Marie Wilcox, who saved her mother tongue from extinction, dies at 87


For many years, Marie Wilcox was the custodian of the Wukchumni language, one of the many indigenous languages ​​once common in central California, but which have disappeared or are almost extinct. She was the only person for a while who could speak it fluently.

She started writing words to Wukchumni as she remembered in the late 1990s, scribbling on the backs of envelopes and slips of paper. Then she started typing them into an old square computer. Soon she was getting up early to devote her day to collecting words and working until the end of the night.

After 20 years of toil, hunting and foraging on her keyboard, Ms. Wilcox, who died at 87 on September 25, produced a dictionary, Wukchumni’s first known comprehensive collection.

“The dictionary was her whole life,” Jennifer Malone, one of her daughters, said in a telephone interview. “The tongue was dying, and she brought it back.”

In 2014, while Ms. Wilcox was still revising and editing the dictionary, filmmaker Emmanuel Vaughan-Lee made “Marie’s Dictionary,” a short video documentary about her making for the Opinion section of the New York Times, in his Op-Docs series.

When her large extended family threw a party and watched the documentary together, they first understood what she had been up to all these years, said Ms Malone, who along with a handful of others helped her mother. to edit and format the dictionary. . Until then, she said, they had not fully appreciated her work or valued the connection between their lost language and some of their cultural traditions.

In no time, many of the family started to learn Wukchumni. And other Native American tribes have drawn inspiration from its history to revitalize their own endangered languages.

Ms. Wilcox died in a hospital in Visalia, central California. She was attending a birthday party for her 4-year-old great-great-grandson when she was struck by a ruptured aorta as she got into a car to leave, Ms Malone said.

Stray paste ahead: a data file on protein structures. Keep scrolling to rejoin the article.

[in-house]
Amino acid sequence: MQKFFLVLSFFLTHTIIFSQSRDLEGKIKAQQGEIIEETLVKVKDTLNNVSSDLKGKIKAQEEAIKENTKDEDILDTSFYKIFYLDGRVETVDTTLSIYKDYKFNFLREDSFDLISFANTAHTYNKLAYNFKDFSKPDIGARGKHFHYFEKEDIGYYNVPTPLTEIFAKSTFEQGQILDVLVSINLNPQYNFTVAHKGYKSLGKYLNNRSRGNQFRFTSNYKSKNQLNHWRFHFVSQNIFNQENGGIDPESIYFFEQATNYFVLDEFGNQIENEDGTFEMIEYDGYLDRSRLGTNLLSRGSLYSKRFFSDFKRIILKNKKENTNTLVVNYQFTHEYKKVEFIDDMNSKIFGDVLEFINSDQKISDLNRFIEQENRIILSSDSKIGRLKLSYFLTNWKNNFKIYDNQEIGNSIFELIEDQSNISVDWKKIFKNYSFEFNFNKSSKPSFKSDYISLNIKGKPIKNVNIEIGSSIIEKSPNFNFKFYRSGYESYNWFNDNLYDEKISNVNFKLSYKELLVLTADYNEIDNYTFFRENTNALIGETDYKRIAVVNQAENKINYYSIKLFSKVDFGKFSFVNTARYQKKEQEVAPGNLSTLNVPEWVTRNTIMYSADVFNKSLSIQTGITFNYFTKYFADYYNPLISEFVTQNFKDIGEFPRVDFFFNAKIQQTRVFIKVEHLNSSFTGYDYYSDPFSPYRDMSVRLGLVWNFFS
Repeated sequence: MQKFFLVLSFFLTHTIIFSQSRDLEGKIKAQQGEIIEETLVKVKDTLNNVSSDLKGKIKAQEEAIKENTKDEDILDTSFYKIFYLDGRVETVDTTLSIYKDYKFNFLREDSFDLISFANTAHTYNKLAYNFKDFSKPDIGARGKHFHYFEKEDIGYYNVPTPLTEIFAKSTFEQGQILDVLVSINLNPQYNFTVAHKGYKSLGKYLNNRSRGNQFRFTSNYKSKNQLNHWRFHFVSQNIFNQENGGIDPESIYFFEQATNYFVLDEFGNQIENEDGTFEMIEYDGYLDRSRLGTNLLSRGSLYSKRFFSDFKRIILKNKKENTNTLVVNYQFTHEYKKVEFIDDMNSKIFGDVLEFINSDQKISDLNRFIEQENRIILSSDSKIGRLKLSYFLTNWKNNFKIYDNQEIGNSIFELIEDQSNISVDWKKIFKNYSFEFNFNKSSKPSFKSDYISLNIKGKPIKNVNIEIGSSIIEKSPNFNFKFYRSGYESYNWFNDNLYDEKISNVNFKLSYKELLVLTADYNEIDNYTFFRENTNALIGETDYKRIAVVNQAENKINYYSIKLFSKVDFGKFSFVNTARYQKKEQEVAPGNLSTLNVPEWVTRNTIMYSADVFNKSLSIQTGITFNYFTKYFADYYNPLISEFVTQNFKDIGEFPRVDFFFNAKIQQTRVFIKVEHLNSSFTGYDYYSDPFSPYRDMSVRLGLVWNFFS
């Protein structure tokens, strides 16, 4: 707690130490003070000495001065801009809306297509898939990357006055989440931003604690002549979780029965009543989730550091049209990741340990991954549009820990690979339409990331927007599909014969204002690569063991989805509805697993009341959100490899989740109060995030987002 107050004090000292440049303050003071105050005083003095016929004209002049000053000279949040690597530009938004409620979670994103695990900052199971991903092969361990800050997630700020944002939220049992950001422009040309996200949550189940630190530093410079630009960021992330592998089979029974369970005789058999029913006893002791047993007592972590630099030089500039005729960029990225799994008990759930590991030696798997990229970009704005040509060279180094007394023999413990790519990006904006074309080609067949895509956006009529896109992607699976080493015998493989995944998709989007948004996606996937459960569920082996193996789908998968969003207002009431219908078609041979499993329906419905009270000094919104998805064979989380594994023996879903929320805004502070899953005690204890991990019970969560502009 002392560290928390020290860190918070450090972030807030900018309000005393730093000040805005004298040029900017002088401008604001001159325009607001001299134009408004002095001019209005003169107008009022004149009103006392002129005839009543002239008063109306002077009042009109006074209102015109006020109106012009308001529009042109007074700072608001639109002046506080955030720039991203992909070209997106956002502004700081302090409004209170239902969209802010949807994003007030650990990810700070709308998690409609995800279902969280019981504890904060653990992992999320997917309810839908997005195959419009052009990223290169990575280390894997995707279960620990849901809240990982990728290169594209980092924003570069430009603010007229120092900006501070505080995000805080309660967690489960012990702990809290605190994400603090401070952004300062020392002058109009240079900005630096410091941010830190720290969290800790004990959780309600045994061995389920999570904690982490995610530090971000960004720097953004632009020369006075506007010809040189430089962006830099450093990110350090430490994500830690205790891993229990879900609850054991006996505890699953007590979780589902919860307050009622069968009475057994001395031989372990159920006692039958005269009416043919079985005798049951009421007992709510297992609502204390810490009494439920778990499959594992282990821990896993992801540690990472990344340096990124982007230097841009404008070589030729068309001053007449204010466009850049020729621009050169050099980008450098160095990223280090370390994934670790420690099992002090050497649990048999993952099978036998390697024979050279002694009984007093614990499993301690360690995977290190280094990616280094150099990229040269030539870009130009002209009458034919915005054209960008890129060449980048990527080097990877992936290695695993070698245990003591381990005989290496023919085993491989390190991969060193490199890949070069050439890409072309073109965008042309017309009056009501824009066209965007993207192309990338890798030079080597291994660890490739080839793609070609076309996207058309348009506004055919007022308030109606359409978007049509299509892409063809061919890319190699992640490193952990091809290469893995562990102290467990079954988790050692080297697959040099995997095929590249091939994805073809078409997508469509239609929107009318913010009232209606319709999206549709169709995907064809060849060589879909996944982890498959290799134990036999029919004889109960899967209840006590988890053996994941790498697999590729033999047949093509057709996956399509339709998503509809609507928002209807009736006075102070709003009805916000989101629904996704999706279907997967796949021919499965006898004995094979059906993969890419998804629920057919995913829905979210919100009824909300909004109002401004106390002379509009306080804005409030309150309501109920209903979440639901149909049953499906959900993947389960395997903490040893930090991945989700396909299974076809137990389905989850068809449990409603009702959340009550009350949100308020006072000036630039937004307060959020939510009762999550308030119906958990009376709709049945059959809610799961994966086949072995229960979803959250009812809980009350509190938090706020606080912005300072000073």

There are around 7,000 languages in today’s world, the majority of which are from indigenous peoples. Many of them are only spoken, not written, and they don’t have dictionaries. Due to forced assimilation, relocation and other factors involving Indigenous people, most of these languages ​​are on the verge of extinction.

After the death of an elderly parent about eight years ago, Ms Wilcox became the only person fluent in Wukchumni, a dialect of Tule-Kaweah, which originated in the Tule and Kaweah rivers in central California.

“It seems strange that I am the last,” she told Mr. Vaughan-Lee, the filmmaker. “It’ll just be gone one of these days.”

But long before she became the only fluent speaker, Ms Wilcox had become obsessed with creating a lasting recording of Wukchumni. Her grandmother, who looked after her as a child, had spoken about it, and Ms Wilcox had started creating her dictionary in tribute to the grandmother, Ms Malone said. The dictionary was copyrighted in 2019 but has not yet been published; Ms. Wilcox also recorded the words so others would know the correct pronunciation.

After the documentary’s release, learning the language became a collective effort across four generations of Ms. Wilcox’s family. His 4-year-old great-great-grandson, Oliver Treglown, was raised to speak him from birth. Interest has also grown within the Visalia community, where Ms. Malone teaches the language at the Owens Valley Career Development Center.

“Learning this language brought the family closer together,” said Ms. Malone. “Mom inspired people to want to learn.”

Marie Desma Wilcox was born on November 24, 1933 on a ranch in Visalia, in the San Joaquin Valley. Her father, Alex Wilcox, was a farm laborer. His mother, Béatrice Arancis, had seven children, of which Marie was the youngest. It was often called “the end of the road”.

Marie grew up with her grandparents in a one-room house in the mountains of Venice Hills, near Sequoia National Park. After completing her eighth grade, she herself went to work in the fields as a farm laborer, mostly picking fruit.

She had four daughters and a son with Joe Garcia, and these four sisters married four of the Malone brothers. In addition to her daughter Jennifer Malone, Ms. Wilcox is survived by another daughter, Evelyn Malone; 10 grandchildren; 33 great-grandchildren; and 18 great-great-grandchildren.

Among those who helped Ms Wilcox with her dictionary, especially with her computer, was Nicholas Luna, 27, an Apache that Ms Wilcox brought to her family. Mr Luna said in an interview that when the family watched the documentary in 2014, “it gave them purpose.”

“She was training us and, boy, did she train us well,” he said. “She lit a fire under me and others to keep speaking the language and keep going. Now I am dreaming in the Wukchumni language.

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